“Policy is determined by the democratic process, which needs good information. It’s the university’s job to get that information out there,” Moore says. “The Internet has changed the ballgame in that information is everywhere. When I went to school, you learned things from a textbook or from peer-reviewed articles – sources that in most cases you could at least start by assuming were not going to be misleading. Today, it’s a big job to know whether information taken from the net is even right, not to mention whether stuff is important and what it means. Critical thinking was always a key to good science; today it is the crucial skill in processing information.”

Moore says, for example, he gets frustrated over the debate about whether burning fossil fuels is actually contributing to the warming of the planet.

“There is no doubt in the science. CO2 levels are going up and it is very straightforward – the increase is related to the burning of fossil fuels,” he says. “CO2 is a greenhouse gas, the Earth will warm, and it is warming. The questions are, ‘how much?’ and ‘what will it mean?’ The impact will be different in different areas and certainly developing countries will be most negatively affected.”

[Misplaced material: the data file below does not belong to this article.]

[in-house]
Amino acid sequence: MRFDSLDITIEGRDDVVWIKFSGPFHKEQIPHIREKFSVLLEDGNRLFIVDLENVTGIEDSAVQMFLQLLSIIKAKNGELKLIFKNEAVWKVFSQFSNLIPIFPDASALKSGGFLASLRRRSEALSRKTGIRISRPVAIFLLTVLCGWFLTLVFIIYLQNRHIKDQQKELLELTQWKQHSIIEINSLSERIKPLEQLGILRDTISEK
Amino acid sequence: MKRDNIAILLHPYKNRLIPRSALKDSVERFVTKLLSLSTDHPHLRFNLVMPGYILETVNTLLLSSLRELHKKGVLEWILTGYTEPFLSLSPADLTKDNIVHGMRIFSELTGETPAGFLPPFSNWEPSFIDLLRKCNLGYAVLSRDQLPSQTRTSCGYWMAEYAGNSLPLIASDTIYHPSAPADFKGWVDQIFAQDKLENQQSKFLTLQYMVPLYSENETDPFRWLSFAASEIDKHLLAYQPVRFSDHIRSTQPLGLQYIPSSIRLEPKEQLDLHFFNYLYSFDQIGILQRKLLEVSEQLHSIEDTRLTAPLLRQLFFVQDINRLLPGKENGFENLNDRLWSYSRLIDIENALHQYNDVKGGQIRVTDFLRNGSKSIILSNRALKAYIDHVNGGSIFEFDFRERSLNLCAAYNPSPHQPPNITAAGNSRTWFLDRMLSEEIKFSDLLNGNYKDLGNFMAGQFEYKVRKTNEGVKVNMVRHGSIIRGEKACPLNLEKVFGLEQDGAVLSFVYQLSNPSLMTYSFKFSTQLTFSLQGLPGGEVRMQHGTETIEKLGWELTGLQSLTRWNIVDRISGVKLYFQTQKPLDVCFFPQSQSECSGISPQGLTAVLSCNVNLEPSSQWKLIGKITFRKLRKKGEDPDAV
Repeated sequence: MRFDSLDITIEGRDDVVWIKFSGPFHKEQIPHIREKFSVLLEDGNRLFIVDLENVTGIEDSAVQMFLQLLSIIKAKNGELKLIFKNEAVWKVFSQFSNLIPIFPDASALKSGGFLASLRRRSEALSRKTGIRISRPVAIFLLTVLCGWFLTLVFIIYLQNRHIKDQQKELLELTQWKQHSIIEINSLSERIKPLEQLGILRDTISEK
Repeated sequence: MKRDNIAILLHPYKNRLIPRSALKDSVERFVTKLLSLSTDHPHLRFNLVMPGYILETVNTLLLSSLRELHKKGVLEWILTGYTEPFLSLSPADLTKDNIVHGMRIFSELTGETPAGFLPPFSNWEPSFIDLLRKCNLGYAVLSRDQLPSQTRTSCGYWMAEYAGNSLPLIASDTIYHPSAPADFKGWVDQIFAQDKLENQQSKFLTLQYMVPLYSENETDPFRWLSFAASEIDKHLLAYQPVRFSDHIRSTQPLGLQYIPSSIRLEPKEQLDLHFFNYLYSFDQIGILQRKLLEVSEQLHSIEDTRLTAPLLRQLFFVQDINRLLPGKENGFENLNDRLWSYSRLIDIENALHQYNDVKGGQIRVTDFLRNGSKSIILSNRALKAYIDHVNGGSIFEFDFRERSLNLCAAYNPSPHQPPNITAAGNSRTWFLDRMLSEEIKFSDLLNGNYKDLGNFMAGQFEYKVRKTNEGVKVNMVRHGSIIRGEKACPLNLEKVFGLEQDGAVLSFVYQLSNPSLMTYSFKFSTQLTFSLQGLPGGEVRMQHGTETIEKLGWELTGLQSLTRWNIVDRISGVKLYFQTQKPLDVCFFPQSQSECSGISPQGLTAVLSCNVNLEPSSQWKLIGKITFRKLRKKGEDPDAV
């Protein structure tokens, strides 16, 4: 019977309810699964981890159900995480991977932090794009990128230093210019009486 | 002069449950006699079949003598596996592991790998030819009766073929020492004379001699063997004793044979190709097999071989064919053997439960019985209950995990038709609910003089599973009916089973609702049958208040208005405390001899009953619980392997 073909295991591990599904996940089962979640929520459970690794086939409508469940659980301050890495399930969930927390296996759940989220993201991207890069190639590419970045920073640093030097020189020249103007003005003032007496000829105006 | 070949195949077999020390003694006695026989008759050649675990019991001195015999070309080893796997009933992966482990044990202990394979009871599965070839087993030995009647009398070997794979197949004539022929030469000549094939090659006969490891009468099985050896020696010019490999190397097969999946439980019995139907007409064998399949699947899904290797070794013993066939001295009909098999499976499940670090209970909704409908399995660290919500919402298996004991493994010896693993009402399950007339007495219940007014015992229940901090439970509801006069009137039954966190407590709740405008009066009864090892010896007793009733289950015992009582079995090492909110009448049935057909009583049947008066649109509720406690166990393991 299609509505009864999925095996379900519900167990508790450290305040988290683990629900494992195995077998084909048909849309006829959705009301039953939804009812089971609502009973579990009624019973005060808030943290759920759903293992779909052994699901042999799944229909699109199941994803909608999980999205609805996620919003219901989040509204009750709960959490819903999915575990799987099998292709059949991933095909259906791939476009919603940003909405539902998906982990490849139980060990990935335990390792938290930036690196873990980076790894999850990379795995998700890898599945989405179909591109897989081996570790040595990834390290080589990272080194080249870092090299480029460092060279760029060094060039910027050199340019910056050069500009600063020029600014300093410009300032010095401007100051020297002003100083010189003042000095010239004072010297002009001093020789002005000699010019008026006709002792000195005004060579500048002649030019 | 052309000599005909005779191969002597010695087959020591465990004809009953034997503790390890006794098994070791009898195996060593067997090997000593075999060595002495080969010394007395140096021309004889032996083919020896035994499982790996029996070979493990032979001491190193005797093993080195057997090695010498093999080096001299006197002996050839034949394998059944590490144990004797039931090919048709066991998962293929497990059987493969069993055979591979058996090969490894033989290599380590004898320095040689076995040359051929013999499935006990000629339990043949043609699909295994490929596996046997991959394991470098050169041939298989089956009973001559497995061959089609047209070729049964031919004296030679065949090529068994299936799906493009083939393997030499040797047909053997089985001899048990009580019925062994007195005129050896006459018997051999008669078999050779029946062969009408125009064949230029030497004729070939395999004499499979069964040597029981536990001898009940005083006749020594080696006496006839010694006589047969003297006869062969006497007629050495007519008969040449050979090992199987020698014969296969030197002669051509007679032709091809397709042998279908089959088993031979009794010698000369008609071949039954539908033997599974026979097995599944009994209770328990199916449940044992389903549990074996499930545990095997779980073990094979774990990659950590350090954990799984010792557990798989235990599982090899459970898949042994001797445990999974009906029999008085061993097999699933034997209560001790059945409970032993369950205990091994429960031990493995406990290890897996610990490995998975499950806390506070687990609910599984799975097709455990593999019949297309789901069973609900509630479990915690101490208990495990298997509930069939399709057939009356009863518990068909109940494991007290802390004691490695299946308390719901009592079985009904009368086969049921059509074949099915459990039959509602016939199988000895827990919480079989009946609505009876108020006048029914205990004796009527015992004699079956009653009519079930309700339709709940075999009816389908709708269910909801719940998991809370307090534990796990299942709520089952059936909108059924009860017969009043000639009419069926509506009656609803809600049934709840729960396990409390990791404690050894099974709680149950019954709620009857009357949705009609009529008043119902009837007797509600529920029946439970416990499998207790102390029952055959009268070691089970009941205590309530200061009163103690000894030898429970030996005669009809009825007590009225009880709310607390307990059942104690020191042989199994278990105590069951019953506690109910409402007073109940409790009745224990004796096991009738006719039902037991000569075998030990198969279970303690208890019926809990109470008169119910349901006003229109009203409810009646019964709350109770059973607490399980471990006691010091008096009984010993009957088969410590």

Moore, who says he “thinks about energy all the time,” says the drive to find a clean, renewable energy source should not be based solely on economics – although he’s a realist and knows that the cost-effectiveness of energy to power gross domestic product growth drives many decisions.

“Coal, oil and natural gas grow the GDP – let’s face it, the growth in our pension funds relies on a profitable Exxon Mobile,” he says. “We can minimize our dependence on foreign oil, but we have fossil fuel reserves right here in North America, including the very profitable but environmentally disastrous syncrude from Canada. If we don’t care about CO2, climate change or the consequences on the developing world, then finding an alternative energy solution in our lifetime may be unlikely.”

Yet Moore prefers to be optimistic, and that’s why he keeps working tirelessly to unlock the key to the sun’s energy creating power.

“When fluorocarbons were banned, it was not a huge change for people because there were alternatives,” he says. “If we do our job right, our research will have provided an alternative. Whatever causes us to wake up, we will be ready.”